For those of you who generally leave your Garmin watch on most of the day/night, what’s your average stress score? I’m at a 21.

If higher is better, I'm a 22.  If lower is better, I'm a 20.

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Speaking of watches (and at the risk of getting deluged with replies), what's the take on the latest Garmin offerings?  My 225 battery life is starting to noticeably decline, plus the HRM has always been wonky, so I'm thinking about upgrading.  I do music through my phone, so I don't need that - basically just want accurate GPS and HR (and I don't want to wear a chest strap for said HR).

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Ran my full 7 mile run outdoors and crushed my regular pace for the first five miles before slowing down a bit. Was several minutes ahead of pace and could probably have kept going if I were fully healthy and this was a race.  My low calf still had some pain once I got a couple miles in, but it seems like soreness not injury. Maybe I should try these heelies you guys are doing. It's one of the muscles that makes my foot go up and down on the ankle joint right below my calf and above my ankle,but it's very specifically a littler muscle inside the bigger muscle group.   Weird. I can flex it and feel exactly where the pain is.  Probably means my running form sucks.  On a plus note, some women saw me running and talked to me.  Not cat calling or anything but not like oh wow good for you trying to live longer or oh my God its a sweaty gross old fat guy either. One said she was jealous as though I was a runner and she wished she could do that. That felt nice like they don't know I am secretly a sweaty old fat guy who hates this. 

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11 hours ago, Juxtatarot said:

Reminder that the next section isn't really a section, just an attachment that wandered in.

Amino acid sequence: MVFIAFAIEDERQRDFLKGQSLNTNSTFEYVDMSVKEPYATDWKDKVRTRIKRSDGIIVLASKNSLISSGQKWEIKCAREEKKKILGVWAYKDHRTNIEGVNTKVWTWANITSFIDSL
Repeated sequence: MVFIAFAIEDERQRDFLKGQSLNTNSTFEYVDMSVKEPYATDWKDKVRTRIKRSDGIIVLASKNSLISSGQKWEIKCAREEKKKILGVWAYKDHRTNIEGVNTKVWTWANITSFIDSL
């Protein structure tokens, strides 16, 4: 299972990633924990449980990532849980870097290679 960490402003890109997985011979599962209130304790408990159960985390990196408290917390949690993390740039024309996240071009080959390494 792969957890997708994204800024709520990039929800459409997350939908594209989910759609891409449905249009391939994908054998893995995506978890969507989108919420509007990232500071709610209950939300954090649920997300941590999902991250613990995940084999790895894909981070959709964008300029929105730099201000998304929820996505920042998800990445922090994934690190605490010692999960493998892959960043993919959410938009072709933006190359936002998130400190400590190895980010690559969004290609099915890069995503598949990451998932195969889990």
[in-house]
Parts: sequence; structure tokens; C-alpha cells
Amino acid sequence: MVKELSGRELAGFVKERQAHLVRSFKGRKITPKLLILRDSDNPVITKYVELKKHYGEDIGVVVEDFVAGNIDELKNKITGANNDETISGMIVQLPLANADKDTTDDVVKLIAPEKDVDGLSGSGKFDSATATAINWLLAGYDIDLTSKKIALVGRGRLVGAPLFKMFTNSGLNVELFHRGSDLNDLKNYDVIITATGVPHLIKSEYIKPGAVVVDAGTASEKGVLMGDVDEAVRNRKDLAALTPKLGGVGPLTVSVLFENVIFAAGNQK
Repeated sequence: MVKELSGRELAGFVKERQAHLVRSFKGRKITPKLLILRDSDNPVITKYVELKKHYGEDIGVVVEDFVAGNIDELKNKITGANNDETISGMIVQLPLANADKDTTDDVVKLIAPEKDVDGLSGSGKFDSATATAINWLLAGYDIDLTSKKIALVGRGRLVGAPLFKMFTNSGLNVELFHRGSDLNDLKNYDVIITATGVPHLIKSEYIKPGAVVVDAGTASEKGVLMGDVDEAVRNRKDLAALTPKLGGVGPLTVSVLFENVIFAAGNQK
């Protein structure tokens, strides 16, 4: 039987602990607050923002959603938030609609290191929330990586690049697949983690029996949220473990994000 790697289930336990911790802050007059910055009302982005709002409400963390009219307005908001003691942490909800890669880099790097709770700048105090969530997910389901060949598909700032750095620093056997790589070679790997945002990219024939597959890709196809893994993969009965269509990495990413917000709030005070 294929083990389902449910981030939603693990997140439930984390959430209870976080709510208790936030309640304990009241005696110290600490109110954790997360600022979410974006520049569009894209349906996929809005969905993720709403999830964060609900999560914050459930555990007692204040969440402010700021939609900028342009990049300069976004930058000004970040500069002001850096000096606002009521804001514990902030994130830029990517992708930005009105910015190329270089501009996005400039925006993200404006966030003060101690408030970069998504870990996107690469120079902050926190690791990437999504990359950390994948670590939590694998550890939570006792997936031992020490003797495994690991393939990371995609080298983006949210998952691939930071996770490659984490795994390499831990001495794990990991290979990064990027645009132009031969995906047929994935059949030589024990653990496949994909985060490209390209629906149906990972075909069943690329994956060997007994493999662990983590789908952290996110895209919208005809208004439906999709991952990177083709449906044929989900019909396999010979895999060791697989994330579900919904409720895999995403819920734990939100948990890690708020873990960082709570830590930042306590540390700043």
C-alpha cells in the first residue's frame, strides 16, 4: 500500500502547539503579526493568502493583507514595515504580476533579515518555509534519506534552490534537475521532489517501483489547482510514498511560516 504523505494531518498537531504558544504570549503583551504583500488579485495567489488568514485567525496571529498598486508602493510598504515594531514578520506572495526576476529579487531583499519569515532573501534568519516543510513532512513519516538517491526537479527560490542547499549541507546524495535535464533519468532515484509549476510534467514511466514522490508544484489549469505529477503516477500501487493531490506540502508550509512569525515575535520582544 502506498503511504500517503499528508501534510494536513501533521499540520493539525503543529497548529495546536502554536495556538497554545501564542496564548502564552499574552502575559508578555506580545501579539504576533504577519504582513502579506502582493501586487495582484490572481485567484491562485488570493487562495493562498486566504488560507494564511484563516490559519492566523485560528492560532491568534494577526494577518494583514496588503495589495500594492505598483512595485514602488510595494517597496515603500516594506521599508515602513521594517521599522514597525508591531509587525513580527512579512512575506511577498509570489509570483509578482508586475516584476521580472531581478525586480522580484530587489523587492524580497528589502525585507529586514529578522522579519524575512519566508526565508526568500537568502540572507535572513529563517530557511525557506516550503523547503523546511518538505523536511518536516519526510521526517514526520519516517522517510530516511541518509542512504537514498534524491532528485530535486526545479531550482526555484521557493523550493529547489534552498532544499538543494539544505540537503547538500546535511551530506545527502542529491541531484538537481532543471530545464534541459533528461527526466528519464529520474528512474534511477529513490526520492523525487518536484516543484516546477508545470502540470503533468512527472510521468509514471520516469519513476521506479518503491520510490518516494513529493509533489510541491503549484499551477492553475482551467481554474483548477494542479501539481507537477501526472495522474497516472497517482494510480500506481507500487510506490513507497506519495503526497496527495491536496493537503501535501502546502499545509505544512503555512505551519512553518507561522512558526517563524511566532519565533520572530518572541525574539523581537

I'm leaning towards running the half marathon on Sunday that I previously signed up but thought I'd skip.  After having setbacks with my heel several times last week, it's been OK since Saturday.  I felt an itch in it the last few days when running but no pain.  It  even feels a little better when I pick up the pace.  I want to give it one last test with a bit of sub 6:00 running while wearing the shoes I race in.  I'll do that tomorrow and if all goes well I try to take it easy until Sunday.  It might not be totally smart to do this but in my mind the potential upside of a good race outweighs the downside of reaggravation.  

I've been wearing some recovery sandals I found in my closet and they may have helped.  I can't remember why I bought these.  Maybe someone in this thread mentioned them? :shrug:

And oddly, now I'm the one that's iffy for the Sunday HM.  I've had a weird hitch in my upper hammy/lower butt ...when I take off to start a run, the right leg almost collapses.  It doesn't really hurt a lot; it just doesn't want to provide the support. I can walk/slow jog it off, but I've shut things down for most of the past week to see if it settles down.  As a result, I'm unsure about running a HM on Sunday.  I think the cause might be a very big increase in elevation two weeks ago.  Maybe elevation should be increased incrementally, like mileage?  Anyway, I'll know more by Saturday.